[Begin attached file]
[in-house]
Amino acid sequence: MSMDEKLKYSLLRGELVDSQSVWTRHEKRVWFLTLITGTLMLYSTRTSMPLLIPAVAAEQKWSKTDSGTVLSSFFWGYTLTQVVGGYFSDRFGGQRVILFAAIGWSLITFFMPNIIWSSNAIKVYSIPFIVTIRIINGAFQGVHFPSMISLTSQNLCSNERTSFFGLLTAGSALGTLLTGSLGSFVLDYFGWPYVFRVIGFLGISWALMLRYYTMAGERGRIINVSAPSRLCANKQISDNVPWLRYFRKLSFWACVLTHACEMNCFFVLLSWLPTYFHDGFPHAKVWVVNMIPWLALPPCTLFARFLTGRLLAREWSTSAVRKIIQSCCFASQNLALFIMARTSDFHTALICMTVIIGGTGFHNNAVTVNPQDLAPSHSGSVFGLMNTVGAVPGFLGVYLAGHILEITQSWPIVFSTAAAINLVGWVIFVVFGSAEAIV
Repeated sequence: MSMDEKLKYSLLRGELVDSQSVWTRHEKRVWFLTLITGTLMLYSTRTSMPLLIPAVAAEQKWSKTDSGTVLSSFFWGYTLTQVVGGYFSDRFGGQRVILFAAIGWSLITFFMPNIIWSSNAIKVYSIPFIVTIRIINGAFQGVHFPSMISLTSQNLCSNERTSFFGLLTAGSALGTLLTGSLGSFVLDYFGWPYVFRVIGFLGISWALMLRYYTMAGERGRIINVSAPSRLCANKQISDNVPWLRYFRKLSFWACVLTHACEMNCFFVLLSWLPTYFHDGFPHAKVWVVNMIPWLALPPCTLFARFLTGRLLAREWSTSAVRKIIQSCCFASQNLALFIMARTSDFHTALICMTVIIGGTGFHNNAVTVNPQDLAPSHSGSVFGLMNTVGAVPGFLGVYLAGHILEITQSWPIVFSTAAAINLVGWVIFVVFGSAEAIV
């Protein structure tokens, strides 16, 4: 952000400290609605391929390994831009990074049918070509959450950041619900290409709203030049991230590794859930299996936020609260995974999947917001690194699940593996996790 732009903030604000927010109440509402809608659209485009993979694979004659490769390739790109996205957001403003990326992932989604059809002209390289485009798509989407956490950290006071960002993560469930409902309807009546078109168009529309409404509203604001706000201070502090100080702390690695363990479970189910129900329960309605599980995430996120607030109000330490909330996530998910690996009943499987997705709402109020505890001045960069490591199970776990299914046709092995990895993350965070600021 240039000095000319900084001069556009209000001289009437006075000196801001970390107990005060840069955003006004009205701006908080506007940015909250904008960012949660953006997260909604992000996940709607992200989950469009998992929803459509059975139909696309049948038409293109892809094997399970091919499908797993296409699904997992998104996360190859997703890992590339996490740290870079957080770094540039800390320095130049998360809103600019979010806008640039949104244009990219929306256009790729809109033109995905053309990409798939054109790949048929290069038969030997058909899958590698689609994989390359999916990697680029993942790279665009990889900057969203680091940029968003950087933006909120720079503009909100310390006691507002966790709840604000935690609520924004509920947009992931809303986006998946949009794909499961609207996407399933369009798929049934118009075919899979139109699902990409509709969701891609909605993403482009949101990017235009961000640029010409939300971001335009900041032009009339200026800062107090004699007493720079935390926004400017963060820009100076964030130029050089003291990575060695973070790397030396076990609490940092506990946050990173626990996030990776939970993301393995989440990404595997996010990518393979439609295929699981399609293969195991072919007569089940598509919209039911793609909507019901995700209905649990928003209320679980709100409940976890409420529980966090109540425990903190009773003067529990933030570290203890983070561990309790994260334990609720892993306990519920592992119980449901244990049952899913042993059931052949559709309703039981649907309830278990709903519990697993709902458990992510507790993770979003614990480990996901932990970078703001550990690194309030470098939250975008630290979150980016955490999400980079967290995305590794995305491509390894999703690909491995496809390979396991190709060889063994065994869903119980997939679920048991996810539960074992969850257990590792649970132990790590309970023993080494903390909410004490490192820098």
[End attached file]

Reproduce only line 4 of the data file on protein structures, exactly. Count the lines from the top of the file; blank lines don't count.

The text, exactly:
């Protein structure tokens, strides 16, 4: 952000400290609605391929390994831009990074049918070509959450950041619900290409709203030049991230590794859930299996936020609260995974999947917001690194699940593996996790 732009903030604000927010109440509402809608659209485009993979694979004659490769390739790109996205957001403003990326992932989604059809002209390289485009798509989407956490950290006071960002993560469930409902309807009546078109168009529309409404509203604001706000201070502090100080702390690695363990479970189910129900329960309605599980995430996120607030109000330490909330996530998910690996009943499987997705709402109020505890001045960069490591199970776990299914046709092995990895993350965070600021 240039000095000319900084001069556009209000001289009437006075000196801001970390107990005060840069955003006004009205701006908080506007940015909250904008960012949660953006997260909604992000996940709607992200989950469009998992929803459509059975139909696309049948038409293109892809094997399970091919499908797993296409699904997992998104996360190859997703890992590339996490740290870079957080770094540039800390320095130049998360809103600019979010806008640039949104244009990219929306256009790729809109033109995905053309990409798939054109790949048929290069038969030997058909899958590698689609994989390359999916990697680029993942790279665009990889900057969203680091940029968003950087933006909120720079503009909100310390006691507002966790709840604000935690609520924004509920947009992931809303986006998946949009794909499961609207996407399933369009798929049934118009075919899979139109699902990409509709969701891609909605993403482009949101990017235009961000640029010409939300971001335009900041032009009339200026800062107090004699007493720079935390926004400017963060820009100076964030130029050089003291990575060695973070790397030396076990609490940092506990946050990173626990996030990776939970993301393995989440990404595997996010990518393979439609295929699981399609293969195991072919007569089940598509919209039911793609909507019901995700209905649990928003209320679980709100409940976890409420529980966090109540425990903190009773003067529990933030570290203890983070561990309790994260334990609720892993306990519920592992119980449901244990049952899913042993059931052949559709309703039981649907309830278990709903519990697993709902458990992510507790993770979003614990480990996901932990970078703001550990690194309030470098939250975008630290979150980016955490999400980079967290995305590794995305491509390894999703690909491995496809390979396991190709060889063994065994869903119980997939679920048991996810539960074992969850257990590792649970132990790590309970023993080494903390909410004490490192820098």